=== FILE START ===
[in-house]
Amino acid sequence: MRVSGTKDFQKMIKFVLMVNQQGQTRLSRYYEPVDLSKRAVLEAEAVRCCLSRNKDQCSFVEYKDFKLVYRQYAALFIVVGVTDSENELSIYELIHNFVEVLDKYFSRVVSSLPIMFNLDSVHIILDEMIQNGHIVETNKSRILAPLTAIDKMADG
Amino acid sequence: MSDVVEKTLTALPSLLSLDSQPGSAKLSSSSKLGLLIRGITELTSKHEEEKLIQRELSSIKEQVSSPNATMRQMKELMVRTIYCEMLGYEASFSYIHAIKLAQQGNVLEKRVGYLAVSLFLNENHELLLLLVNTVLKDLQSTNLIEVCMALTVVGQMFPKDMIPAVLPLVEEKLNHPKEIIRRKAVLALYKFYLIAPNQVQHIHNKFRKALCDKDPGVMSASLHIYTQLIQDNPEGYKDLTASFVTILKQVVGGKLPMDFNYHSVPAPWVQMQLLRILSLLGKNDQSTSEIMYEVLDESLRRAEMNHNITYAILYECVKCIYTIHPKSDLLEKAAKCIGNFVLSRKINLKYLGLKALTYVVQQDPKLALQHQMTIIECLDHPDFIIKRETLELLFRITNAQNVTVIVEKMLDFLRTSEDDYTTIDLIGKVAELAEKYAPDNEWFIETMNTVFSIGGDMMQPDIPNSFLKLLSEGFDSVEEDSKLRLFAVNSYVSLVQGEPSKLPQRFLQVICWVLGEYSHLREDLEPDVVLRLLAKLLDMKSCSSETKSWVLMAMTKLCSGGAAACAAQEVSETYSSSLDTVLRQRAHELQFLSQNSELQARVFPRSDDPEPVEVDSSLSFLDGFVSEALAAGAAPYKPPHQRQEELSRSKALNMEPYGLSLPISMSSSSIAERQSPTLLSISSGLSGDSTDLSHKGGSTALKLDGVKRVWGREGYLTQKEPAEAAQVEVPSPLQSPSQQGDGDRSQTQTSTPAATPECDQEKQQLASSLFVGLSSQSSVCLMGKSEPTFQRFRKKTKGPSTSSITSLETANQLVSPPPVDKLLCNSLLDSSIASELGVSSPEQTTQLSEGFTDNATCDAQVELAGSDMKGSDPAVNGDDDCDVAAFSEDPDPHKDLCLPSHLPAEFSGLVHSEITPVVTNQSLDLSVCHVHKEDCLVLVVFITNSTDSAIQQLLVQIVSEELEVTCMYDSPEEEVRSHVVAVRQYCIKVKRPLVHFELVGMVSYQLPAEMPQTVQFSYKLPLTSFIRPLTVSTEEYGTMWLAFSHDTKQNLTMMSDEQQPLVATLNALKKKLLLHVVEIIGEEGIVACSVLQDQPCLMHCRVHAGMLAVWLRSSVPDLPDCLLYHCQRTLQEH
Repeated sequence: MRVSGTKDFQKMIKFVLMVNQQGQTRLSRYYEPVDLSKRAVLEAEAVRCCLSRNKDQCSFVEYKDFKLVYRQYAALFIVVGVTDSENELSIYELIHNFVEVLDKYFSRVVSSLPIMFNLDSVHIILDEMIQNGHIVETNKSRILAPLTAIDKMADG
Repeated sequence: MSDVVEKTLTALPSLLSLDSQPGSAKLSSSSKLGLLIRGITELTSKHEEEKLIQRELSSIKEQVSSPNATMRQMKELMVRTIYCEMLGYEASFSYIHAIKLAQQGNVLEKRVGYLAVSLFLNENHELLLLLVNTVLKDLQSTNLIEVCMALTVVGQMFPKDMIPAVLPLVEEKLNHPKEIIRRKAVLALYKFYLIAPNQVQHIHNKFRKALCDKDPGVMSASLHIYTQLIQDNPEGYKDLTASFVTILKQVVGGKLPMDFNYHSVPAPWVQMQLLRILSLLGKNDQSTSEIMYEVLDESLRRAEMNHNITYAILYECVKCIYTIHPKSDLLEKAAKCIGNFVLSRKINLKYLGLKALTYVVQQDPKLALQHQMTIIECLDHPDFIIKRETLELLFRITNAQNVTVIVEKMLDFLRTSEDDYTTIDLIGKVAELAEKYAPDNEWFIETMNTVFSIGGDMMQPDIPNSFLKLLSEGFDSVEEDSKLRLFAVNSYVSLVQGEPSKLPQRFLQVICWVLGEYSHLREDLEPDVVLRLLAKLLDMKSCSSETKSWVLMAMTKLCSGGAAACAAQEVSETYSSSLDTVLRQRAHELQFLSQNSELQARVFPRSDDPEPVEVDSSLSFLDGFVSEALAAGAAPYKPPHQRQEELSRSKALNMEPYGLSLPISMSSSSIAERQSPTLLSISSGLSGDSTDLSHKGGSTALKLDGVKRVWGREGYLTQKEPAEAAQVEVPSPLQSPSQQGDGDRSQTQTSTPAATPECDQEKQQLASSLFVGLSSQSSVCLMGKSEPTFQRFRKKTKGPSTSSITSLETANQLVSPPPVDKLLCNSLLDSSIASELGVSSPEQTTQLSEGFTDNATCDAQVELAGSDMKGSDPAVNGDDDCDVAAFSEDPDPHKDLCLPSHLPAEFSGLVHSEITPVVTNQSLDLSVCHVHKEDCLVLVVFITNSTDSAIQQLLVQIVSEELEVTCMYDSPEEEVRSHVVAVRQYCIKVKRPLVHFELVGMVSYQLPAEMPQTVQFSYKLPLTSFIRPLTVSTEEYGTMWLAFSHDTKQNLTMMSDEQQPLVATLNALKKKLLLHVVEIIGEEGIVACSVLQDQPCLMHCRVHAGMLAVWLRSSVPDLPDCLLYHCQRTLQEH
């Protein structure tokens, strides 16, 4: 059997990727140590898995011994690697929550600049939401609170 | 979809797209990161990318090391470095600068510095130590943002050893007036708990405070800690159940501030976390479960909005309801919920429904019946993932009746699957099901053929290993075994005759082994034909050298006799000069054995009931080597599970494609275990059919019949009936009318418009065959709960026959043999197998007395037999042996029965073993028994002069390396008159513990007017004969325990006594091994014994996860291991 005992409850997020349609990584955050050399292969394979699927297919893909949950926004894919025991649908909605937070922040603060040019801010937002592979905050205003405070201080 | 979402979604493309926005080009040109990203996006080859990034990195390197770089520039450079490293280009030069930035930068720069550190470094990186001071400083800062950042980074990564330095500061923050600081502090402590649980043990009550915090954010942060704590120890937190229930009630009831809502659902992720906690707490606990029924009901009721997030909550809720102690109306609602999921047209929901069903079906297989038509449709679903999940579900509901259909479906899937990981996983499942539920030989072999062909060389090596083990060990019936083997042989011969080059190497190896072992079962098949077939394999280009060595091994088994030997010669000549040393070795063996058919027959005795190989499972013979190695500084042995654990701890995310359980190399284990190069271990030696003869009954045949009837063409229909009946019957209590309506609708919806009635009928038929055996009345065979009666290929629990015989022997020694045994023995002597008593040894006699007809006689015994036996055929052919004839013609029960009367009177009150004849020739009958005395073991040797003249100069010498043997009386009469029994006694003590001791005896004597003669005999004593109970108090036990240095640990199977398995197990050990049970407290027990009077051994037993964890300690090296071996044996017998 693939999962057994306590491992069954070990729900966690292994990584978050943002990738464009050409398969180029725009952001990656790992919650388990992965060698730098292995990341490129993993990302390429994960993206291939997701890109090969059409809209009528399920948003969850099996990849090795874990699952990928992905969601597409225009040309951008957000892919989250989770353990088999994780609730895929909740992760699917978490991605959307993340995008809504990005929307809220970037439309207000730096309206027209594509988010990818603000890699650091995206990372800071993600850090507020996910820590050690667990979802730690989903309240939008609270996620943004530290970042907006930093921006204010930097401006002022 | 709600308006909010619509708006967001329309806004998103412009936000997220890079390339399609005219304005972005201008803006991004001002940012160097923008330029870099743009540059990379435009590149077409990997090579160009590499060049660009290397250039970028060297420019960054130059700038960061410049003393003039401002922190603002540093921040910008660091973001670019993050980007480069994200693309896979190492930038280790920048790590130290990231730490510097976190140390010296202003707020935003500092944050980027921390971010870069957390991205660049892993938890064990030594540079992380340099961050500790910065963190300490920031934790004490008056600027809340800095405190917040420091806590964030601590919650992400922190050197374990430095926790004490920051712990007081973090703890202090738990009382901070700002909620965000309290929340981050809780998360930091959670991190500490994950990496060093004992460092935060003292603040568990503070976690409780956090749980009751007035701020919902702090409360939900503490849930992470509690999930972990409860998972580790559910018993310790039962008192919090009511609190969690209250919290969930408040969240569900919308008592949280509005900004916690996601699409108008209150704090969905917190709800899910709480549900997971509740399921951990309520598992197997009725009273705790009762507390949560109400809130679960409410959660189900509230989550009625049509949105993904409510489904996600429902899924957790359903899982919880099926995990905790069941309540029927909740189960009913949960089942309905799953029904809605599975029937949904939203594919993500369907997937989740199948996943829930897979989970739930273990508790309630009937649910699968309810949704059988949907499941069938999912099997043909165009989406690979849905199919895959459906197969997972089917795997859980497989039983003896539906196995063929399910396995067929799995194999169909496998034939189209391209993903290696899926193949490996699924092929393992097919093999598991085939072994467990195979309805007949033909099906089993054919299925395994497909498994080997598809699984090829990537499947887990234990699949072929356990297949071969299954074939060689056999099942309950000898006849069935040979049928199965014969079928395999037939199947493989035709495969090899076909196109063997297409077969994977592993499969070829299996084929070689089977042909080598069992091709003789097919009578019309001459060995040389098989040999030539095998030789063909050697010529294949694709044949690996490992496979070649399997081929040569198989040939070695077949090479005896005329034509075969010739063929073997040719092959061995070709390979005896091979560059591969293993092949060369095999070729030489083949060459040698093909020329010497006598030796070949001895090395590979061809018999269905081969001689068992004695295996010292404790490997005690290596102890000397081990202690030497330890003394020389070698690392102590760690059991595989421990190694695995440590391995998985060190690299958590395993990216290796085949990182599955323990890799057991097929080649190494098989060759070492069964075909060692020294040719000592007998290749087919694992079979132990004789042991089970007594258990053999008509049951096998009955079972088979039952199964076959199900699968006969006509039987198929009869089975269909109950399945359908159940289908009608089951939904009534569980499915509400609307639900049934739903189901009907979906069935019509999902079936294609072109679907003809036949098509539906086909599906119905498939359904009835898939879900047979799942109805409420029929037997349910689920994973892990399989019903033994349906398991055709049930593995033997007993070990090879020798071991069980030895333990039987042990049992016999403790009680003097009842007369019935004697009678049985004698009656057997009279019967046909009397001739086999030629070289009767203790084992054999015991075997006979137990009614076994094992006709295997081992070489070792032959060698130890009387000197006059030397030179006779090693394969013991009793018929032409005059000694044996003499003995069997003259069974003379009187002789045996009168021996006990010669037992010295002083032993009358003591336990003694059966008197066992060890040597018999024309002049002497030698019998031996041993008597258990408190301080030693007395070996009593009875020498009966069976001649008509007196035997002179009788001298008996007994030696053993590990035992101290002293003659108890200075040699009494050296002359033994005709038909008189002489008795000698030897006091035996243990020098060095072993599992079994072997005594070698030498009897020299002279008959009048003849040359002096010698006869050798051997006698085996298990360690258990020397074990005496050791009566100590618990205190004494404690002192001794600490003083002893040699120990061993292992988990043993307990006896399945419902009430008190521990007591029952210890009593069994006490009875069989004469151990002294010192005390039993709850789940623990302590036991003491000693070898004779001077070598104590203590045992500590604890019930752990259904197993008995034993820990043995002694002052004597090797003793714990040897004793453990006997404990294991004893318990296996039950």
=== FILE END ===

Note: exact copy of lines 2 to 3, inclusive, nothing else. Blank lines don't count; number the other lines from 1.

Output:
Amino acid sequence: MRVSGTKDFQKMIKFVLMVNQQGQTRLSRYYEPVDLSKRAVLEAEAVRCCLSRNKDQCSFVEYKDFKLVYRQYAALFIVVGVTDSENELSIYELIHNFVEVLDKYFSRVVSSLPIMFNLDSVHIILDEMIQNGHIVETNKSRILAPLTAIDKMADG
Amino acid sequence: MSDVVEKTLTALPSLLSLDSQPGSAKLSSSSKLGLLIRGITELTSKHEEEKLIQRELSSIKEQVSSPNATMRQMKELMVRTIYCEMLGYEASFSYIHAIKLAQQGNVLEKRVGYLAVSLFLNENHELLLLLVNTVLKDLQSTNLIEVCMALTVVGQMFPKDMIPAVLPLVEEKLNHPKEIIRRKAVLALYKFYLIAPNQVQHIHNKFRKALCDKDPGVMSASLHIYTQLIQDNPEGYKDLTASFVTILKQVVGGKLPMDFNYHSVPAPWVQMQLLRILSLLGKNDQSTSEIMYEVLDESLRRAEMNHNITYAILYECVKCIYTIHPKSDLLEKAAKCIGNFVLSRKINLKYLGLKALTYVVQQDPKLALQHQMTIIECLDHPDFIIKRETLELLFRITNAQNVTVIVEKMLDFLRTSEDDYTTIDLIGKVAELAEKYAPDNEWFIETMNTVFSIGGDMMQPDIPNSFLKLLSEGFDSVEEDSKLRLFAVNSYVSLVQGEPSKLPQRFLQVICWVLGEYSHLREDLEPDVVLRLLAKLLDMKSCSSETKSWVLMAMTKLCSGGAAACAAQEVSETYSSSLDTVLRQRAHELQFLSQNSELQARVFPRSDDPEPVEVDSSLSFLDGFVSEALAAGAAPYKPPHQRQEELSRSKALNMEPYGLSLPISMSSSSIAERQSPTLLSISSGLSGDSTDLSHKGGSTALKLDGVKRVWGREGYLTQKEPAEAAQVEVPSPLQSPSQQGDGDRSQTQTSTPAATPECDQEKQQLASSLFVGLSSQSSVCLMGKSEPTFQRFRKKTKGPSTSSITSLETANQLVSPPPVDKLLCNSLLDSSIASELGVSSPEQTTQLSEGFTDNATCDAQVELAGSDMKGSDPAVNGDDDCDVAAFSEDPDPHKDLCLPSHLPAEFSGLVHSEITPVVTNQSLDLSVCHVHKEDCLVLVVFITNSTDSAIQQLLVQIVSEELEVTCMYDSPEEEVRSHVVAVRQYCIKVKRPLVHFELVGMVSYQLPAEMPQTVQFSYKLPLTSFIRPLTVSTEEYGTMWLAFSHDTKQNLTMMSDEQQPLVATLNALKKKLLLHVVEIIGEEGIVACSVLQDQPCLMHCRVHAGMLAVWLRSSVPDLPDCLLYHCQRTLQEH